Don’t be afraid to increase your ISO! Especially with current technology, newer cameras perform so well even at high ISO. ISO 800 or 1600 are fine. I’ve even used ISO 2500 and 3200 at weddings. Look at the photo below. I was using ISO 5000! Some people might say avoid a high ISO because it produces grain (a.k.a noise). But I honestly don’t mind grain/noise. It’s a personal preference and it also depends on what you’re photographing. I’d rather have a moment captured with noise than no picture at all.
6. Keep your shutter speed above 1/60
Shutter Speed 1/60 is not a magical number, but from my experience, anything slower than 1/60 produces less sharp photos. Just understand that if you’re handholding your camera, you’ll have a better chance at getting a non-shaky image with a faster shutter speed. I shoot at 1/50 or 1/30 handheld at times with decent results. But even at 1/60 or higher, if you or the subject moves, you won’t get sharp images. Also, if you’re using a lens with a longer focal length and more weight such as 70mm, 85mm, 100mm, 200mm or higher, you’re going to need a faster shutter speed than 1/60. (Learn more about shutter speed)
Go experiment. Find out how slow you can shoot.
Here’s a photo I took inside a NYC taxi. It was super dark with barely any lights, so I cranked up the ISO to 5000. (No noise reduction applied).
These were my camera settings:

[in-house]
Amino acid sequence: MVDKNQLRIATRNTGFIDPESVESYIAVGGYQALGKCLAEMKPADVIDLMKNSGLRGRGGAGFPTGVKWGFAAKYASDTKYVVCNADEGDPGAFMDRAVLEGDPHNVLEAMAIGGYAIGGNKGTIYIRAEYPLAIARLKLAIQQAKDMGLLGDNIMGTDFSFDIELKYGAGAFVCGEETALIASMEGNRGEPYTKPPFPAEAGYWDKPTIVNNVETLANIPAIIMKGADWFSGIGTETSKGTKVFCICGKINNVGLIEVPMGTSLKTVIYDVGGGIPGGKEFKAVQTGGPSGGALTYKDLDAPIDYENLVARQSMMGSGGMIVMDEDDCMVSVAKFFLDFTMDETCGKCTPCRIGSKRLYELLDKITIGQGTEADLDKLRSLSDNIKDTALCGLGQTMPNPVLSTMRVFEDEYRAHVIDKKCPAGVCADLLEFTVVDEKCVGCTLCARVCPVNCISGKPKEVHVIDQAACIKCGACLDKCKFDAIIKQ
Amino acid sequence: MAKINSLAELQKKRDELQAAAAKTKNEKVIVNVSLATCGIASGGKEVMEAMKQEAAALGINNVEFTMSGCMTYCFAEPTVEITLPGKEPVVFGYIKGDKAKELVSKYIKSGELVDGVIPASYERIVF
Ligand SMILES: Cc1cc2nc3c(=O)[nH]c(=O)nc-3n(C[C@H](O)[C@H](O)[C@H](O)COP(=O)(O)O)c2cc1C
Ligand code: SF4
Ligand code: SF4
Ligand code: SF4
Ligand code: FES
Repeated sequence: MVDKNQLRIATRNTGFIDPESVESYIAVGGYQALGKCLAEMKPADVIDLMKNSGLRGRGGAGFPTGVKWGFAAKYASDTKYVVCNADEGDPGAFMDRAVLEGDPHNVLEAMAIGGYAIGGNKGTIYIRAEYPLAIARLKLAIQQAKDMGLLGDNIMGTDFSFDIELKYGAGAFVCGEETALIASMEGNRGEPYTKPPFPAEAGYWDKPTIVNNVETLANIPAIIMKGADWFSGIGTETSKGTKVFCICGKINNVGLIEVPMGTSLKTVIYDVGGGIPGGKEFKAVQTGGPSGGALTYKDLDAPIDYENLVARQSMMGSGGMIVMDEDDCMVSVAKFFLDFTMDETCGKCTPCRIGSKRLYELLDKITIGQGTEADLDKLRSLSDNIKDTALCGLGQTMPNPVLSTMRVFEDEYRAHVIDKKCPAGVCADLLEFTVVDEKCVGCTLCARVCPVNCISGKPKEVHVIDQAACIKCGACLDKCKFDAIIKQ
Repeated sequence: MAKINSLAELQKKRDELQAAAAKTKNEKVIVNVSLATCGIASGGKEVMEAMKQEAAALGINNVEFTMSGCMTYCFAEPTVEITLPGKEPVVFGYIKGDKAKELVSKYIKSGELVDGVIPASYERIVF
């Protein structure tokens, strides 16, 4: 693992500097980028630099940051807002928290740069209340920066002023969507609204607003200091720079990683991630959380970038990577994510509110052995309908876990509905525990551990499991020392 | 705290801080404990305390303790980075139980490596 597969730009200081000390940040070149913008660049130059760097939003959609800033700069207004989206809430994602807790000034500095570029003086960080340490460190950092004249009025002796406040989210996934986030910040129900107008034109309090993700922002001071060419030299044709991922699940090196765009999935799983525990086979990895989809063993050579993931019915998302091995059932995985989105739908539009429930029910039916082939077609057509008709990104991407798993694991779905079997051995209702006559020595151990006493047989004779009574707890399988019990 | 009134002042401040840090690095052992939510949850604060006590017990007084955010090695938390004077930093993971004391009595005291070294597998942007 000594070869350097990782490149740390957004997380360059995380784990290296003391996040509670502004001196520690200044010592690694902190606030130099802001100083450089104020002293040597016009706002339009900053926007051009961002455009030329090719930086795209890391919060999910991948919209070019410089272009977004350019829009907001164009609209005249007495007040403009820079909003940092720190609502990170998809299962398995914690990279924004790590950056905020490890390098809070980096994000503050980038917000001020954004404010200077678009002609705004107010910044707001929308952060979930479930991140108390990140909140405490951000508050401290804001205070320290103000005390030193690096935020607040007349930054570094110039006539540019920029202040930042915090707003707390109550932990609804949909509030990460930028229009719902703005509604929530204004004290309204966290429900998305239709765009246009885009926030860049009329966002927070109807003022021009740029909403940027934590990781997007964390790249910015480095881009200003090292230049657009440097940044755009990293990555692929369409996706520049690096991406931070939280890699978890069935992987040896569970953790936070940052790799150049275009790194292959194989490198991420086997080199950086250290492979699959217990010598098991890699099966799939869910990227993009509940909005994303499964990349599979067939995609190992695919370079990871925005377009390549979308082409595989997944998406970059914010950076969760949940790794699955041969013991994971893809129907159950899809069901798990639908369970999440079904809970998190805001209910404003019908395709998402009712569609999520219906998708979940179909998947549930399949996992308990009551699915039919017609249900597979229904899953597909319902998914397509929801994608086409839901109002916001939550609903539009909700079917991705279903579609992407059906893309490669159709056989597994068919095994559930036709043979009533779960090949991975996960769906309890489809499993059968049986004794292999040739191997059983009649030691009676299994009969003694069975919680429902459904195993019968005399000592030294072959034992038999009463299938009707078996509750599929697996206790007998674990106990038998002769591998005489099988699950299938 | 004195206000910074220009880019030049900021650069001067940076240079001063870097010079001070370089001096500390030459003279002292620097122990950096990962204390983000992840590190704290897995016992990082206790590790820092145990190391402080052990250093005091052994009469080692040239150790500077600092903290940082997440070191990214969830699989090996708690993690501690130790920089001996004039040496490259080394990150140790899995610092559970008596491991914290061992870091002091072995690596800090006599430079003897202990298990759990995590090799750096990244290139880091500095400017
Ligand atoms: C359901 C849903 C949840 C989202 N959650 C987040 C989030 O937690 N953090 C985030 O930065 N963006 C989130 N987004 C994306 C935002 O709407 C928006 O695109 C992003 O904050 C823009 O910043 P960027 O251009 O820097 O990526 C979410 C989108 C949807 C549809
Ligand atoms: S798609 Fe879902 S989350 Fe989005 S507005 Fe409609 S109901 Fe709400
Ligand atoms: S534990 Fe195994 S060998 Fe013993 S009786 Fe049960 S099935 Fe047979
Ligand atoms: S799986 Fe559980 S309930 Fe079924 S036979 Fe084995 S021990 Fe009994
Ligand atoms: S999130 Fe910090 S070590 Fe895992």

Camera: Canon 5D Mark II
Lens: Canon 35mm 2.0
ISO 5000, Aperture f/2.0 and Shutter Speed 1/50
7. Hold your camera firmly
If you’re at a slow shutter speed you want to hold the camera firmly to minimize shake. Tuck your elbows in and put the camera against your forehead. If there’s a wall or a tree near by, lean on it to keep you steady. If you have a tripod and are in a situation where you have time and room to set up a tripod, use it.
8. Hold your breath
Hold your breath for couple seconds to keep steady while you’re taking the picture. Try not to pass out though;)
9. Take multiple pictures in burst mode
Shoot in burst mode! Put your camera in burst mode which allows you to take 2 or 3 photos consecutively. As long as you and the subject aren’t moving too much, 1 out of 3 or 4 of the images you took should be sharper than others.
Here’s a photo I took on one of my boys’ birthday, applying all the tips I shared with you.
The only light source is candle light. There is enough light shining on their faces. I’m holding steady, but they were moving, so I used burst mode to take multiple shots in a row. And these were my camera settings:
Camera: Canon 5D Mark II
Lens: Canon 35mm 2.0
ISO 1600, Aperture f/2.0 and Shutter Speed 1/80
If I shot this with a kit lens, the widest aperture would have been f/3.5. In order to get the same exposure as the above photo, at ISO 1600, my shutter speed would have had to be at 1/25.
If my aperture was at f/4.0, shutter speed would be 1/20. And if my aperture was at f/5.6, shutter speed would be 1/10 to produce a same exposure as the above photo. (Confused? Look at the exposure chart I posted for you)
However, handheld at slow shutter speeds 1/25 or 1/10, your photo would likely turn out shaky and not sharp without a flash.
By the way, I think the lego cake my wife made is super cool. My son loved it. What do you think?
Hope these tips will help you next time you pick up your camera.